It’s nice to have role models.
It’s even nicer to have role models who are great at what they do.
For Ryan McHugh, that’s exactly what he has.
McHugh is a junior on the Roman Catholic High School swimming team, and over the years, he’s become one of the top swimmers in the Catholic League.
Growing up, whenever he needed a little inspiration, he just looked at his older sisters, Ally and Kelley.
Both Little Flower graduates, Ally graduated from Penn State University and is currently one of the top swimmers in the world as she pursues her goal of qualifying for the Olympics.
Kelley, also a star swimmer at Little Flower, starred in the pool and in the classroom at Bloomsburg University where she established records in the pool, and is graduating this month.
“Both of my older sisters were great swimmers, they’re great swimmers, so I started swimming when I was 4 or 5, I’ve been doing it a little over 10 years,” said McHugh, who swims mostly the 200 fly, 100 free and 500 freestyle races. “They’ve helped me a lot. They’re major role models for me inside and outside the sport. Whenever I needed a little help, they’re always there. They’ve helped me a lot along the way, both of them.
“The biggest thing they’ve taught me, I think, is to stay strong mentally because both of my sisters have gone through a lot of tough times during their swimming careers and both had major injuries that impacted them. They keep their head strong and stay strong. They both did that and it’s helped me a lot.
“We talk a lot. We’re a little spread out because when they were both in college, I was home. I don’t get to go to all of their meets, but I try to make as much as I can. I’ve been to a few at Bloomsburg, but Ally trains in Wisconsin. I only get to see her a few times a year because she’s training. I try to watch her meets, even if it’s just on TV, but we are all close.”
While his sisters are amazing swimmers, little brother is definitely making them proud.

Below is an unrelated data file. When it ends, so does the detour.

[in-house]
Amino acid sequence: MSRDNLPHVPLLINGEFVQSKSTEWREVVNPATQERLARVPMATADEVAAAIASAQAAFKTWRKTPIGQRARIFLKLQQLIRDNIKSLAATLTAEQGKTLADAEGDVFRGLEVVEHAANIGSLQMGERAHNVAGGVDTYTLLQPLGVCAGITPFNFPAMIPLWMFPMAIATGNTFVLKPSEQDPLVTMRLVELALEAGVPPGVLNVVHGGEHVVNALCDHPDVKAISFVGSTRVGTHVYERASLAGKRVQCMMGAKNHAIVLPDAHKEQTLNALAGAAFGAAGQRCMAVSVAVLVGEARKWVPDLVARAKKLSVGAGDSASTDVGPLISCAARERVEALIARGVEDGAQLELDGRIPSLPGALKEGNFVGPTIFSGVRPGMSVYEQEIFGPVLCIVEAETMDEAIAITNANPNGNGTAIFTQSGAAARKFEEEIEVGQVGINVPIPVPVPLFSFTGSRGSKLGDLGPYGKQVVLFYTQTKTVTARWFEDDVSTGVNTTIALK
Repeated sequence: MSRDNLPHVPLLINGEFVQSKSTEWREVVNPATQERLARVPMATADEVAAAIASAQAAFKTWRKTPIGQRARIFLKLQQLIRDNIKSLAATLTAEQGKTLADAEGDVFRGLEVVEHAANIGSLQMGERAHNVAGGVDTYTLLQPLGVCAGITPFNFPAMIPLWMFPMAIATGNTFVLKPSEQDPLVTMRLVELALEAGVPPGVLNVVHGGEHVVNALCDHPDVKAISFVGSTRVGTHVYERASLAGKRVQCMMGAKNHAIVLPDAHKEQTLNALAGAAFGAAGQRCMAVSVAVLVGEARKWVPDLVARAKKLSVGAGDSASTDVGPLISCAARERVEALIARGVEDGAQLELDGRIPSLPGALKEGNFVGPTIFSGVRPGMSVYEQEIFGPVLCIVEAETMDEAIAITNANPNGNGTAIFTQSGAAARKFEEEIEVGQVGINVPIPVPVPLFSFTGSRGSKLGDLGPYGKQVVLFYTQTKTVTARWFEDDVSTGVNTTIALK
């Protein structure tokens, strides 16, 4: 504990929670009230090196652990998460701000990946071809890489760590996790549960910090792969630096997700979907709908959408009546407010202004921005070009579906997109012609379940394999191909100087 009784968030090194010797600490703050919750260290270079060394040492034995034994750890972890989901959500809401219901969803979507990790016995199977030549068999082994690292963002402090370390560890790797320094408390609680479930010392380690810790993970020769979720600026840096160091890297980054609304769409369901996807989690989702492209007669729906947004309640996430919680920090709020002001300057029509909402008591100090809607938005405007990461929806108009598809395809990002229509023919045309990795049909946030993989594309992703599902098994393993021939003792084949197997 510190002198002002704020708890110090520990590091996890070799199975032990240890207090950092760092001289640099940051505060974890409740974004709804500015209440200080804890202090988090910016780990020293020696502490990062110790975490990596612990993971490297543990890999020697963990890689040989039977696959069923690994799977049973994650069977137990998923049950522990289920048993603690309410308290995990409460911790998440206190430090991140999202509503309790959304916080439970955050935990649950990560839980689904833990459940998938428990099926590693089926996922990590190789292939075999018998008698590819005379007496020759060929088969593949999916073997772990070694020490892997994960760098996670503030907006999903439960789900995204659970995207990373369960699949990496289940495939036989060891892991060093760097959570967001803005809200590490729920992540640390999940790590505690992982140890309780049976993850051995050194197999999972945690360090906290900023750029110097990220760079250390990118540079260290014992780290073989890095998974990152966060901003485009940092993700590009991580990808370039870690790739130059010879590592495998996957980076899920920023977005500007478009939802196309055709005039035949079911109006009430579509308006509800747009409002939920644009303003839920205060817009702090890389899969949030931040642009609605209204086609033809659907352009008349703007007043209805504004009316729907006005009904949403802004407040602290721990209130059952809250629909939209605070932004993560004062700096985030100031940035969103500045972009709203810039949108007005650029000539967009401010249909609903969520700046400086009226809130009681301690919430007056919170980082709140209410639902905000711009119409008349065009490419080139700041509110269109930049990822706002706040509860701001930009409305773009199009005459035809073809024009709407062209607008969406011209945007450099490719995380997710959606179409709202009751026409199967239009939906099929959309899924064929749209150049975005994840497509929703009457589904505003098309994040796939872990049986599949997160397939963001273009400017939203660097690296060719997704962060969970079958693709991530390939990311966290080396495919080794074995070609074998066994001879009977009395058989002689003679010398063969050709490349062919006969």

Their help is paying off. McHugh is now one of the top swimmers in the Catholic League and he’s already making his mark with the Cahillites, where he broke a few school records this year.
The biggest one was when he swam the 100-meter freestyle in 51.89. The previous record by Gabe Keown of 53.26 had stood since 2010.
Breaking a record is nice, but breaking one that stood for more than 11 years is even better.
“When I got to Roman, they told me about some of the records, I don’t want to say they were a goal, but I kept them in the back of my mind and hoped I’d someday do it,” McHugh said. “They meant a lot, to be honest. I didn’t realize I broke them at first because I didn’t know what they were. I didn’t think I was close to them, but when I found out, it meant a lot because the records are old, one was 11 years. It meant a lot. Roman has a good program, so I was excited to get them.
“I had the records in the back of my mind, but it really wasn’t a big goal, my goal is always to just get better. When you do that, you can break records.”
McHugh is now aiming for a great senior year.
He improved for his junior year despite the lack of practice during the offseason.
It wasn’t lack of trying, it was lack of finding a place to practice. McHugh was able to stay in shape by running and working out, but due to coronavirus, it was nearly impossible to find a place to find pool time. For a guy who practices year round and takes very few days off, that was quite an adjustment.
“During the start of COVID, around March, our club got shut down for six months, so I didn’t swim for six months,” said McHugh, who lives in Fox Chase.“Nothing was open. Around the end of last year, November, we started getting back to normal. For six months, I couldn’t swim at all.
“I didn’t like being off swimming. I like going to practice. It’s hard sometimes, but I like hard practices and pushing myself. Being off for six months was really hard. When we got back, I was a little out of shape from not swimming so it took a toll, but as soon as we got back in the water, I worked and worked to get back in shape. Going that long without swimming is a difficult task.”
This summer, it will be back to the grind. He’ll swim with Lower Moreland and work out on his own.
If things go well, he’ll follow in his sisters’ footsteps by continuing his swimming beyond high school.
“That’s definitely a dream of mine,” said McHugh, who is leaning toward majoring in mechanical engineering. “I’ve always thought, because I like seeing my sisters succeed and I want to get to that point one day. I keep working at practice and hopefully I get to that point.”